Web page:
Is there any chance the Phillies could put up a name banner for Ed Delahanty? He is one of the 5 best Phillies ever and it seems like he is ignored because he played at the turn of the century.
Jack: You are correct, Ed is one of the best players in Phillies history.
As you are probably aware, the Phillies have retired several numbers and they are on display at Citizens Bank Park. There are three Hall of Famers, Delahanty. Grover Cleveland Alexander and Chuck Klein who aren’t recognized in this area because they didn’t wear uniform numbers when they played. (In Klein’s case, he wore six different numbers throughout his career).
Delahanty, Alexander and Klein are recognized in two other areas in Citizens Bank Park. All three are pictured in the illustrated history of baseball in Philadelphia that is located in the Memory Lane section of Ashburn Alley. We also have oil paintings of them in the Cooperstown Gallery of the Hall of Fame Club. In each case, information is included with the photo or painting, which helps educate fans more than a banner containing their names.
The history of the Phillies is very important to the organization. We have been in the National League since 1883 and we are very proud of the tradition.
If you are not allowed to use saliva to throw a spitball, why can Roberto Hernandez use sweat on the baseball?
Fred: Allegedly Roberto is not wiping his sweat on the ball, just using his fingers in rubbing the ball and not the palm of his sweaty hand. That is an issue our coaching staff watches carefully. If they feel there is an infraction, they let the umpires know.
I’m curious if you folks happen to know who is the oldest living member (obviously now long retired) of my favorite hometown team.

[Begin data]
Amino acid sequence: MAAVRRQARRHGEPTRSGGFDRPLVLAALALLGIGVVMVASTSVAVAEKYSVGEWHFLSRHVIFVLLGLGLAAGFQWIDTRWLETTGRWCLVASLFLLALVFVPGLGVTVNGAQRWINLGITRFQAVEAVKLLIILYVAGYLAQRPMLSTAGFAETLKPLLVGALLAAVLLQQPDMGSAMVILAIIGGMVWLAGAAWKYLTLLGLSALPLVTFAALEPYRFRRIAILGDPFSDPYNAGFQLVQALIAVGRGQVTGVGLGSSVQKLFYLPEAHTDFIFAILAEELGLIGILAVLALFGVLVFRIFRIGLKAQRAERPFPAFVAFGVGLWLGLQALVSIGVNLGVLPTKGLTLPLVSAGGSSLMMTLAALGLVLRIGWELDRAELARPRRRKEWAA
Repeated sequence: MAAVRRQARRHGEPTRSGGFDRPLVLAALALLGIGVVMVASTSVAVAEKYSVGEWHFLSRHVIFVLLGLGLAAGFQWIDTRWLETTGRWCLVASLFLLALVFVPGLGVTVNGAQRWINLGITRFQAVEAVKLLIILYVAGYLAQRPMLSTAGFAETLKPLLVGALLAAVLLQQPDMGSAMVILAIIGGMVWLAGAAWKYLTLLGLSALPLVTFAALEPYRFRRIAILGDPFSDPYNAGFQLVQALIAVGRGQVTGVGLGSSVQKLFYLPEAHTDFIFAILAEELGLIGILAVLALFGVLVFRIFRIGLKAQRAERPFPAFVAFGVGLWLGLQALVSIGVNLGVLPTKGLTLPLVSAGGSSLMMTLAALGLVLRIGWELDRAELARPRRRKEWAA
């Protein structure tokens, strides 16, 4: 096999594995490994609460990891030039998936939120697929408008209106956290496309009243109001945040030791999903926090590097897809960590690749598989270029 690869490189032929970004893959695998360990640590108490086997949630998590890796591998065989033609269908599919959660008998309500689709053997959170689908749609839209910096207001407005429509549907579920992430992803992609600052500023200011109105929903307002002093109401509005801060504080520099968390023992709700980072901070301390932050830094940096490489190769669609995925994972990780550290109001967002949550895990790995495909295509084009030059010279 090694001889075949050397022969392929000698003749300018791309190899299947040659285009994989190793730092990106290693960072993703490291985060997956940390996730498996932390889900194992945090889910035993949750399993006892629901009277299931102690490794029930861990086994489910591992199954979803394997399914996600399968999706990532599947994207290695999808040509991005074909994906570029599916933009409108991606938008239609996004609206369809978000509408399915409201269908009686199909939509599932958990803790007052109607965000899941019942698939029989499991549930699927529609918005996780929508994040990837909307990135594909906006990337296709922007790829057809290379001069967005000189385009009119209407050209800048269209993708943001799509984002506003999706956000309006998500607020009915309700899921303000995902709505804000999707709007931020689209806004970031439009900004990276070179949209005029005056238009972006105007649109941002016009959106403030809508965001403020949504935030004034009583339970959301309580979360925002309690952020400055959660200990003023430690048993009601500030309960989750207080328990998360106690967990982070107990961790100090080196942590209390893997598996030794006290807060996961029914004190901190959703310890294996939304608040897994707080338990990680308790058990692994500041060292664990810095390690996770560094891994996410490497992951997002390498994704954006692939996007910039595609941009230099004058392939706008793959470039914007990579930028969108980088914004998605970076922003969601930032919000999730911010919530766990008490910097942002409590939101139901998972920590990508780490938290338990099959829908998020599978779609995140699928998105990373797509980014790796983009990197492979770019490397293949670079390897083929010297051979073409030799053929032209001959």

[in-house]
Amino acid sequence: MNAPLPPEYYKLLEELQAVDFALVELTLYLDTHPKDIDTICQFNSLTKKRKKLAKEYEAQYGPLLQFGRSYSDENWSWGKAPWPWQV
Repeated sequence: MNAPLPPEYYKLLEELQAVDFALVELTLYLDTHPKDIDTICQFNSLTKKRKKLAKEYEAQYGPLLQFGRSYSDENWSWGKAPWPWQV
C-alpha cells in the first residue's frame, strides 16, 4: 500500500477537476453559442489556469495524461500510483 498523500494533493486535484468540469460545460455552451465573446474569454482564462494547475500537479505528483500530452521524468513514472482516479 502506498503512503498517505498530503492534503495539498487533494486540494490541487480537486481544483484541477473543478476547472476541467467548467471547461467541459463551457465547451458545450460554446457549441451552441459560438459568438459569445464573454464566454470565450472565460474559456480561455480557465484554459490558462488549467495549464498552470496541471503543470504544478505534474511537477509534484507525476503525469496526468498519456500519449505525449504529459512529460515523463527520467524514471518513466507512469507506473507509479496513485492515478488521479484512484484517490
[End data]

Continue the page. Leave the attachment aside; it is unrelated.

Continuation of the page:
Brian: Up until last summer, Bobby Stevens, a shortstop in 1931, was still alive and he was 98 years of age. We invited him to our Alumni Night last August but he was unable to attend because of poor health. He has since passed on.
As best we know, 1B-2B-3B Gene Corbett (1936-38) and RHP Bob Allen (1937) are the oldest at 92.
If your or anyone else has other information, please e-mail me.
Hey, Larry, about the flexibility of payroll—how does the team plan to use that money? I hear the payroll will be cut to around mid 70’s next year.
Derek: Yes, we shed payroll around the trading deadline to provide some flexibility for the future. First of all, we will have certain players eligible for arbitration and others that are due raises in the current contract. Dollars can also be used for free agents, the international market and the amateur draft. I don’t know where this $70 million payroll figure came from.
Flexibility also enabled us to acquire Jamie Moyer and Jose Hernandez and explore more options for improving the team.
Winning a championship remains our number 1 goal. I know we haven’t been in the post-season since 1993 and that frustrates us as well as the fans.
The Phillies are my new favorite team now that they have acquired a true professional, Jamie Moyer. He and his family will be one of the finest additions the people of Philadelphia will ever get. Poor Jamie was runless in Seattle and is still one **** of a pitcher. He will give NL batters fits trying to adjust to his off-speed stuff. I am sad as a Mariners fan, but am excited for the Phils and Jamie.
John: Welcome to the land of Phillies passion. Your comments have been echoed by other Seattle fans. Jamie was huge for the Mariners both on the field and off. We’re glad to have him in the clubhouse daily and on the mound every fifth day.
Some day, Jamie will be inducted into the Mariners Hall of Fame. He most certainly deserves the honor.